June 24, 2014
THE GEORGIA CAPITOL DEVOTIONAL - 24 June 2014
Psalm 40 begins with personal testimony to an experience of God’s deliverance. “I waited patiently for the LORD; and He inclined to me and heard my cry.” The word translated “waited” means waiting with assurance that God will hear the cry for help, and therefore conveys patient confidence in God. Verses 1-3 report an evident progression of God’s action in response to waiting patiently: “inclined . . . heard . . . brought me up . . . set . . . put.” As a result of God’s providence, “many will see and fear and will trust in the LORD.” The praise of God’s deliverance is not complete until many “see and fear” the providence of the Lord, and are drawn by the same grace of God to “trust in the LORD.”
Deliverance through Trust
(40:4-5) All who trust in the Lord are blessed, which is an indication of happiness and joy. God will intervene in favor of the one who trusts in Him, as opposed to those who are proud and deceptive (or who lapse into idolatry). Trust in God is the antithesis of the proud who are reliant upon self and live without trust. Divine grace belongs to the one who is confident in God, whose “wonders” are “too numerous to count.” The wonders that David referred are not the actions of self, but refer to the providential interventions of God (cf. Rom 8:28). The Lord’s providence has a wonderful effect upon the one who experiences the omnipotent intervention of God.
Deliverance Is a Resolve
(40:6-8) Saul was made king before the Lord in Gilgal (1 Sam 11:15). King Saul, however, did not lose the kingdom because he failed to offer burnt offerings and sacrifices. He lost the kingdom because he was not obedient to the Lord’s commands (15:10-11, 22-23). David’s words in verses 6-8 were not opposing the sacrificial system, but the mere formalism of those who are not eager to delight in God’s commands. Sacrifice is not entirely unimportant, but it is less important than obedience. David confessed that God opened his ears to the Law for the purpose of commitment to the Lord. His eagerness to obey is expressed by his preparedness, “Behold, I come; in the scroll of the book it is written of me. I delight to do Your will, O my God; Your Law is within my heart.” Obedience to God was the resolve of David’s heart, which was also true with regard to Christ’s obedience unto death (Heb 10:5-7).
Deliverance Is through God’s Perfections
(40:9-11) The psalmist’s gratitude for so great a salvation caused him to proclaim God’s perfections to the congregation gathered for worship. David spoke eagerly with regard to God’s salvation for others. “Behold, I will not restrain my lips.” The psalmist could not be silent having received so great a salvation. He was compelled to testify with regard to God’s righteousness and faithfulness. David’s proclamation of God’s perfections was to “the great congregation.”
Deliverance Necessitates Prayer
(40:12-16) The celebration and proclamation of God’s perfections are the basis for David’s prayer. Although he experienced God’s deliverance, David was aware that life’s challenges are always near. Therefore, he prayed, “You, O LORD, will not withhold Your compassion from me,” requesting that God’s compassion and lovingkindness preserve him. David found himself surrounded again by difficult situations; however, on this occasion, the trouble was the result of his own sin. David’s knowledge of the Word of God (Ps 40:7) resulted in a true understanding of God’s righteousness and his sinfulness. Obedience to God coexists with acknowledgement of sin.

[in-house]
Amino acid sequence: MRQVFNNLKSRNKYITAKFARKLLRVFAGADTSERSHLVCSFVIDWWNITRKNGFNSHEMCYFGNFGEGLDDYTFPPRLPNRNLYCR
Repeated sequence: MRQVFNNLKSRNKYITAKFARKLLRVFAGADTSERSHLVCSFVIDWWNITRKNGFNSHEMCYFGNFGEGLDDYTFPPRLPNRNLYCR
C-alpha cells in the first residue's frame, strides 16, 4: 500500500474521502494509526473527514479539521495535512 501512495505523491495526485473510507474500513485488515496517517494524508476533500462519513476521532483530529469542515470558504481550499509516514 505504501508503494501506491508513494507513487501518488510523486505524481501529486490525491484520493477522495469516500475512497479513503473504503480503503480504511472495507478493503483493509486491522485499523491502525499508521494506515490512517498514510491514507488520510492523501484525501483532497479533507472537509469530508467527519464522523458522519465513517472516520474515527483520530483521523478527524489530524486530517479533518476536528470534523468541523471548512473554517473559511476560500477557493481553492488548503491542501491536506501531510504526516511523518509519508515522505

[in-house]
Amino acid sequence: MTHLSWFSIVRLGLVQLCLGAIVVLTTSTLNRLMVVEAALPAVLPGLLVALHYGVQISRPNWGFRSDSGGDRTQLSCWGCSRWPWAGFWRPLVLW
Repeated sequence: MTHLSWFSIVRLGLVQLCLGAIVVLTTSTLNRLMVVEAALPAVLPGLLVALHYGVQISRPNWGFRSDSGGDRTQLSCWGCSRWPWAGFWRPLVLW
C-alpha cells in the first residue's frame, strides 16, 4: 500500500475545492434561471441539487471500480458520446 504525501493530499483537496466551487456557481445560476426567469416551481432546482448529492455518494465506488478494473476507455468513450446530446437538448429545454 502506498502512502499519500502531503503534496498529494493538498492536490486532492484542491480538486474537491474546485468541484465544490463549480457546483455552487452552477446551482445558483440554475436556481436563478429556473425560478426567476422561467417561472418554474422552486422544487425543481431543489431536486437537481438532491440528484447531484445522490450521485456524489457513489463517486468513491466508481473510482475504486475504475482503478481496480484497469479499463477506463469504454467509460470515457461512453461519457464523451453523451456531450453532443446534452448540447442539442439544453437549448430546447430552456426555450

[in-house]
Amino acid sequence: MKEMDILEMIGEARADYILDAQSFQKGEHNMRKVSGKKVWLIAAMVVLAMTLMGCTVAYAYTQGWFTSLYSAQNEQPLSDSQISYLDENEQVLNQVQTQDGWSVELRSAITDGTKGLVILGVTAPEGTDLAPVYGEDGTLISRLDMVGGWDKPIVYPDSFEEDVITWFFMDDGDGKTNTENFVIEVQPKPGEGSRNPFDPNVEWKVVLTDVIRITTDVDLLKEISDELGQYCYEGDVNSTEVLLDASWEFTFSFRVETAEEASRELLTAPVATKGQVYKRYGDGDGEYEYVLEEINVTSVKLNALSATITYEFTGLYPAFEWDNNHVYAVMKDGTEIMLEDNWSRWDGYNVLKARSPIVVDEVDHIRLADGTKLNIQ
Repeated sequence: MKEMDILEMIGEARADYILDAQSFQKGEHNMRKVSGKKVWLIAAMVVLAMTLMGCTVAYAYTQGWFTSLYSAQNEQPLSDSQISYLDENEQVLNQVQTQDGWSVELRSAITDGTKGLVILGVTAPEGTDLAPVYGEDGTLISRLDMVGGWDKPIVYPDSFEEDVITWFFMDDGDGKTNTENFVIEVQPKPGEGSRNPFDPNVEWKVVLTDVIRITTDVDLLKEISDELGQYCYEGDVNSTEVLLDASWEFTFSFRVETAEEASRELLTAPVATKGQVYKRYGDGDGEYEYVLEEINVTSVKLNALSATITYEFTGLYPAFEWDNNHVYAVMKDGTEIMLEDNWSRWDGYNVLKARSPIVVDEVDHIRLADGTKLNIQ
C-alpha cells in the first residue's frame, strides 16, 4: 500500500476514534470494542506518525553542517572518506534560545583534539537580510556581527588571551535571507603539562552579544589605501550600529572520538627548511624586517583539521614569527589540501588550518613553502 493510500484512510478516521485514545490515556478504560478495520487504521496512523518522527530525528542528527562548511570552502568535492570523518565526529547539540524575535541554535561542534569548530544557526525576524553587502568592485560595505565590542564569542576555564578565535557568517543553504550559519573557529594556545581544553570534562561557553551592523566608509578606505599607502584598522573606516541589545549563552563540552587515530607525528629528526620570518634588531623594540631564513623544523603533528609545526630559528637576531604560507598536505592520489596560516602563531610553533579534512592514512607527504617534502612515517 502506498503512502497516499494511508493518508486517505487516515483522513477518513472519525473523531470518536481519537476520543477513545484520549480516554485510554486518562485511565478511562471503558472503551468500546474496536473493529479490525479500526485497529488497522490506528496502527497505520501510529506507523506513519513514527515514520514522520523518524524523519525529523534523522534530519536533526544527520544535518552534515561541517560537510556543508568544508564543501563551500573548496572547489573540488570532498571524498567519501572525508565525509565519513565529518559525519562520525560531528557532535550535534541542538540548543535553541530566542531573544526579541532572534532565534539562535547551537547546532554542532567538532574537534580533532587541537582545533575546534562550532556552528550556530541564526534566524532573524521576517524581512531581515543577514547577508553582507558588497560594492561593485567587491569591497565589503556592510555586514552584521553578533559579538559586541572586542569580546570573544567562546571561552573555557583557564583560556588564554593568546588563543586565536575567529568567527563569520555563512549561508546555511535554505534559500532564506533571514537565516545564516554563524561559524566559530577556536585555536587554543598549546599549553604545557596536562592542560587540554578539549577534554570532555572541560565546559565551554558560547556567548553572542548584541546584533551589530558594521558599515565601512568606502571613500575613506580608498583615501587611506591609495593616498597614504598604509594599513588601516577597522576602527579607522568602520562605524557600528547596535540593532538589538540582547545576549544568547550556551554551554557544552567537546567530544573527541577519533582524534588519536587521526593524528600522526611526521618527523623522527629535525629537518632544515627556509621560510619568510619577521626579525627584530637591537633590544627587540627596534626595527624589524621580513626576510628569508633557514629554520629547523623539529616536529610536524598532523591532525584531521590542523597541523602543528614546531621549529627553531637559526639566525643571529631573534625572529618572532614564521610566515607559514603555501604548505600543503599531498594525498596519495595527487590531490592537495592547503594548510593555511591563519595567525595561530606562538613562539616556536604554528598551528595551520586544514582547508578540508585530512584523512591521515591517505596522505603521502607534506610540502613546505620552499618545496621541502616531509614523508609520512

The psalmist understood that God alone was his salvation (40:13-15). David waited patiently for the Lord (40:1), but also prayed for Him to “make haste” according to His will (“be pleased”). Knowing the justice of God, the psalmist prayed for shame and humiliation for those who sought to bring him harm. The request was not failure to love one’s enemies; rather, the enemies who shouted, “Aha, aha!,” were contemptuous toward God, and therefore, judgment was appropriate. However, for those who seek God there is rejoicing and gladness (40:16). The enemies of God are silenced and God’s people shout with joy.
Deliverance Is Joy in the Lord
(40:17) The psalmist concludes with a confession of his personal need for salvation: “I am afflicted and needy.” David understood his helplessness in the presence of his enemies. He did not presume upon the grace and power of God, but simply confessed, “Let the Lord be mindful of me.” He knew God as his “help” and “deliverer.” The psalmist’s needs, however, were urgent (“do not delay”). Nevertheless, he would wait patiently for the Lord’s deliverance. Regardless of life’s challenges, God’s people may be confident that there is an eternal purpose in the difficulty and the Lord will not withhold his compassion. God’s lovingkindness and truth will preserve His servants, according to his perfect will. Those who seek God will not be disappointed, but may rejoice and be glad in His salvation. “The LORD be magnified!” (40:16).
REMINDER: next Tuesday (1st of July) isthe monthly (interim) Capitol Commission Bible StudyRoom 123 CAP, Georgia Capitol, @ 12 Noon